No need to move retirement account
I have about $96,000 in an account with Morgan Stanley that I rolled
over after a company I worked for was sold. I then went to work
for another company. I have since left the second firm and there
is about $30,000 in that retirement account with Fidelity, but still
under the company name. Would it be in my best interest to roll
it all to Morgan Stanley? Neither account has grown by leaps and
-- Vicki Vigor
Consolidating your retirement accounts with one provider can make it easier, and sometimes less expensive, to manage those accounts. But, ignoring for the moment annual fees and expenses, the return on the account depends on how the money is invested, not where the money is held.
The fact that the plan sponsor's name -- your former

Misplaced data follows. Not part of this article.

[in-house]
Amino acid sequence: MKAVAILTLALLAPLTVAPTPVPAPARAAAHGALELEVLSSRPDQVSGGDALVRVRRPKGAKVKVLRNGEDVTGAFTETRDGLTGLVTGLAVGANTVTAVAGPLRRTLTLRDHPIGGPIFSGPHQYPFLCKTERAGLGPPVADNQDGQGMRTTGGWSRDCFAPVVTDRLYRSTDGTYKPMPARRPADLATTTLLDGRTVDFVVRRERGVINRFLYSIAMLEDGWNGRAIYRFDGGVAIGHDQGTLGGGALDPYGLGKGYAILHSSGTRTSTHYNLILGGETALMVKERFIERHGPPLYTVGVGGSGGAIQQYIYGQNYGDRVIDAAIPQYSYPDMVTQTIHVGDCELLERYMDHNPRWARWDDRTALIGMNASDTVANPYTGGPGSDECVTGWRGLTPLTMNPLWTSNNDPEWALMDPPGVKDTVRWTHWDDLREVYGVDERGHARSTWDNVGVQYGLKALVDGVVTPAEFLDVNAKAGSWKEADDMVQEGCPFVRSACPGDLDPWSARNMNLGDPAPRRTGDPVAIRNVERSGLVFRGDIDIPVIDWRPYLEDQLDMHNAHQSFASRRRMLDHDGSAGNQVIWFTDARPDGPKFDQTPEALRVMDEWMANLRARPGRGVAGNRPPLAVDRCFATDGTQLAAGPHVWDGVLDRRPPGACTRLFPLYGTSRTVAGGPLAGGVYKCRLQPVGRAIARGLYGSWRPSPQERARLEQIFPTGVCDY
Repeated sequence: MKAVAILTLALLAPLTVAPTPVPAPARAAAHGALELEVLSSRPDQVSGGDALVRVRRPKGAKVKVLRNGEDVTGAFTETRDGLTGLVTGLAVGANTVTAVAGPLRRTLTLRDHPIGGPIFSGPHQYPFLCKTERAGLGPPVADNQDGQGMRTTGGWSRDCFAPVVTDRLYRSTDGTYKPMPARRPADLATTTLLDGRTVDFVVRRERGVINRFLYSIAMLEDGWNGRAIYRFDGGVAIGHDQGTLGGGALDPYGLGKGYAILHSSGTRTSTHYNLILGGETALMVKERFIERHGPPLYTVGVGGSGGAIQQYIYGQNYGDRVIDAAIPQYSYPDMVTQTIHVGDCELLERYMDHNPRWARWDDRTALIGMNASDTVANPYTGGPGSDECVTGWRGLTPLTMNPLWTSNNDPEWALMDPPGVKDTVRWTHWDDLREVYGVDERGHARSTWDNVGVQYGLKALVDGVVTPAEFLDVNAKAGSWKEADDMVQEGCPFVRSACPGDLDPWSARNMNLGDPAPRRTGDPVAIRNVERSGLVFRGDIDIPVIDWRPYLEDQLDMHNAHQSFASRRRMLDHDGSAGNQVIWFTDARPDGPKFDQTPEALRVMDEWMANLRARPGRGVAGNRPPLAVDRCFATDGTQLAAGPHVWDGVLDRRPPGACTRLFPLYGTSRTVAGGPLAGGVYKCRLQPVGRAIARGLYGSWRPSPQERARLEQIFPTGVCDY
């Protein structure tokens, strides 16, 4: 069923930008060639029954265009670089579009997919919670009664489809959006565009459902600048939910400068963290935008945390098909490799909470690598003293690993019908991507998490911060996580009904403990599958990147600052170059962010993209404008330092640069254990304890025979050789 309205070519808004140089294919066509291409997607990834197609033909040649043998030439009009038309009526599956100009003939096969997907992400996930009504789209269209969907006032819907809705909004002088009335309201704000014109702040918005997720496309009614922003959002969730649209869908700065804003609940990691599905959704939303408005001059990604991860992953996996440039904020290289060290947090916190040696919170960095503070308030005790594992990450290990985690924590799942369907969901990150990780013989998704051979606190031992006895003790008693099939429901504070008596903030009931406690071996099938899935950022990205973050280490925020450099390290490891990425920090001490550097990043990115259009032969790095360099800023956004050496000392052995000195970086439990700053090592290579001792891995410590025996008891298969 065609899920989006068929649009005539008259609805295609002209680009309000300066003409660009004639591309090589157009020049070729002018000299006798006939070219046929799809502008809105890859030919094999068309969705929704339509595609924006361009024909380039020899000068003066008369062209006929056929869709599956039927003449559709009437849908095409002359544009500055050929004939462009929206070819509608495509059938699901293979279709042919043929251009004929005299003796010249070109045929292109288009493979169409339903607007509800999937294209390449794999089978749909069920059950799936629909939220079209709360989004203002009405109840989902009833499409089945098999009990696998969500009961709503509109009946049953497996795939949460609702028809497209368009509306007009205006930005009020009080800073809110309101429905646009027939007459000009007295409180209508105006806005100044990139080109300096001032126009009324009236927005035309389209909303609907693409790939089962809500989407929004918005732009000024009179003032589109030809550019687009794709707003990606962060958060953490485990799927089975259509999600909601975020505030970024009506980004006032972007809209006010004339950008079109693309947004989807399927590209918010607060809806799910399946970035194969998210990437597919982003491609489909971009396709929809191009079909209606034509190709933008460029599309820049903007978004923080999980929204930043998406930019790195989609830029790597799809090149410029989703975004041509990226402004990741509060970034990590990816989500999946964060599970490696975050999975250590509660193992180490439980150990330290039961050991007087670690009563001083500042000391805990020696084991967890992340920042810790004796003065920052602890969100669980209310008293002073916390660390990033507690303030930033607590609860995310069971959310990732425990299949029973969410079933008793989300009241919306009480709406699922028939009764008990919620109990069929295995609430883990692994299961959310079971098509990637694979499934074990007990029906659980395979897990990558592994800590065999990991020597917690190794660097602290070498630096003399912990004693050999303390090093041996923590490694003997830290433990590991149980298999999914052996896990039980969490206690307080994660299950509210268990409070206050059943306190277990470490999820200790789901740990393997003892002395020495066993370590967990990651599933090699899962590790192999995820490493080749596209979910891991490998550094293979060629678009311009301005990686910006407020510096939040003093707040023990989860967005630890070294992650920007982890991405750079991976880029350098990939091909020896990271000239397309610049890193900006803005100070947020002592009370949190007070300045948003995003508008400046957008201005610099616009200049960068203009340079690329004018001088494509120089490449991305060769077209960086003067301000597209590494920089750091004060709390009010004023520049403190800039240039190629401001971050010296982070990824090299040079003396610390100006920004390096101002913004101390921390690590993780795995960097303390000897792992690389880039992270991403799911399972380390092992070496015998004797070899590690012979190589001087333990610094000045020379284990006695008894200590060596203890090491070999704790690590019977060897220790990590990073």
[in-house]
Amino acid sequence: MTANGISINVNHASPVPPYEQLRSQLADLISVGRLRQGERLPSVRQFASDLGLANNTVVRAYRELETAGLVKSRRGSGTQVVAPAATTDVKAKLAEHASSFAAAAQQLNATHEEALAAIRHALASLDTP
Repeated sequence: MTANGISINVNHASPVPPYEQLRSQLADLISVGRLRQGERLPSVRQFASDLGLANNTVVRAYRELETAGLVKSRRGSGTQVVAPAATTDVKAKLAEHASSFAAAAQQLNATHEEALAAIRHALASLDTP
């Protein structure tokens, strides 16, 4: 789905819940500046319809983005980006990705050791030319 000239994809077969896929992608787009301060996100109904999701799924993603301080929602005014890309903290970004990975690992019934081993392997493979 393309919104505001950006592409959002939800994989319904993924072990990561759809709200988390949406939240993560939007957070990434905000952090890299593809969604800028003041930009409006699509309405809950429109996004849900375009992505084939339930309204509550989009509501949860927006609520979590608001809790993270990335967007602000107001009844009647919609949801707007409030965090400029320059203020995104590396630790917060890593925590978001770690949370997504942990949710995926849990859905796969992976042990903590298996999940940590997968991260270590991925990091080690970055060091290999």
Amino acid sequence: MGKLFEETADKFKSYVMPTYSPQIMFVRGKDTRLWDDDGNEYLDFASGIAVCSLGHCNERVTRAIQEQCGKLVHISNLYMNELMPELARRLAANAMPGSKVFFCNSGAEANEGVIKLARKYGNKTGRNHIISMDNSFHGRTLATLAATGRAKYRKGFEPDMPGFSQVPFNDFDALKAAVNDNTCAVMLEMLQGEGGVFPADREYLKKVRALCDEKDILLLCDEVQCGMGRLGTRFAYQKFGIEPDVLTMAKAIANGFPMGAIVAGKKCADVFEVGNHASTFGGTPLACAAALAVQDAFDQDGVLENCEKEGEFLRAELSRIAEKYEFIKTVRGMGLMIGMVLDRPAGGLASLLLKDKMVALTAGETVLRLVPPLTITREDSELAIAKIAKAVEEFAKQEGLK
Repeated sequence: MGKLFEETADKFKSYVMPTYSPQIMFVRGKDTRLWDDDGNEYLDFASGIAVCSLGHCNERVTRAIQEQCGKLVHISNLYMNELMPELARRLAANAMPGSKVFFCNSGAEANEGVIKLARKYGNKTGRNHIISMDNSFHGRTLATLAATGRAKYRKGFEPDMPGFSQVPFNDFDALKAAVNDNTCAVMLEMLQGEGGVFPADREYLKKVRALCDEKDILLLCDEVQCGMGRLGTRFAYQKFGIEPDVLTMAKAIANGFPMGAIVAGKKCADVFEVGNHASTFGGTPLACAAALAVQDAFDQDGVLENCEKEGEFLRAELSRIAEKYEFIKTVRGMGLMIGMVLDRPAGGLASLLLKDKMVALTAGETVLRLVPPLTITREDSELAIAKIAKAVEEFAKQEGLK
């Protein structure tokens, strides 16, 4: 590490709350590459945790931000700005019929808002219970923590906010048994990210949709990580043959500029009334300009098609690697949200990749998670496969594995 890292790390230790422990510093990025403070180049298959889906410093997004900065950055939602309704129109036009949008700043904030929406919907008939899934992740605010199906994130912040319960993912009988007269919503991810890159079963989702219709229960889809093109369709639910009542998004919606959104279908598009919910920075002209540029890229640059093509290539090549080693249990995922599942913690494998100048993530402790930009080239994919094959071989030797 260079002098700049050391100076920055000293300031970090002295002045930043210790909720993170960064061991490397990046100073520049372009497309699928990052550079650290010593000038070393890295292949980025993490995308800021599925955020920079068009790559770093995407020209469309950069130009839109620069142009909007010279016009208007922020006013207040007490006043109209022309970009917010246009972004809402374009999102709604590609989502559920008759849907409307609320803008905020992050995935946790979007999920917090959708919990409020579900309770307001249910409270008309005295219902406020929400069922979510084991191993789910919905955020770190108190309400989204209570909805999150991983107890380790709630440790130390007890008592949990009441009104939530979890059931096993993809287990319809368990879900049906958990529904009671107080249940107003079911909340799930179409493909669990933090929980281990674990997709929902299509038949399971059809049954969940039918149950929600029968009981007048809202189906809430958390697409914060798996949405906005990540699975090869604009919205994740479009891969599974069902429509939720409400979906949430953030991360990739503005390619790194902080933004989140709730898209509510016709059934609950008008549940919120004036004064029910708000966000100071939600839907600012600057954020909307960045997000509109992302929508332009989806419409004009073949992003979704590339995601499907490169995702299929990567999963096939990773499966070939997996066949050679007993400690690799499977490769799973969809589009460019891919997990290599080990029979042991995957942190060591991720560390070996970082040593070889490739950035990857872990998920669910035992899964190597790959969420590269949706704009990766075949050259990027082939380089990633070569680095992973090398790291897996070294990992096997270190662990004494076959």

employer -- is on the Fidelity account is not a cause for concern.
I have a retirement account from a former employer that has that
employer's name on the account as plan sponsor, and I haven't worked
for that employer in over six years and feel no compulsion to move
the account. Talk to Fidelity if you're worried about the security
of the funds in that account.
Keep an eye on annual fees and expenses, both for
the account and in the investments. Paying high annual fees in a
mutual fund is a drag on your realized return. Lower-cost options
can help you improve your realized returns.
Periodically reviewing the performance of your investments
and deciding on rebalancing or reallocating those investments makes
perfect sense. In general, people don't spend enough time on these
tasks. Take the time to review your accounts; decide whether it's
important to change allocations based on your financial and life
goals. Bring in a professional if you feel overwhelmed with the
Editor's note: Dr. Don has a retirement account
To ask a question of Dr. Don, go to the "Ask
the Experts" page, and select one of these topics: "financing
a home," "saving & investing" or "money."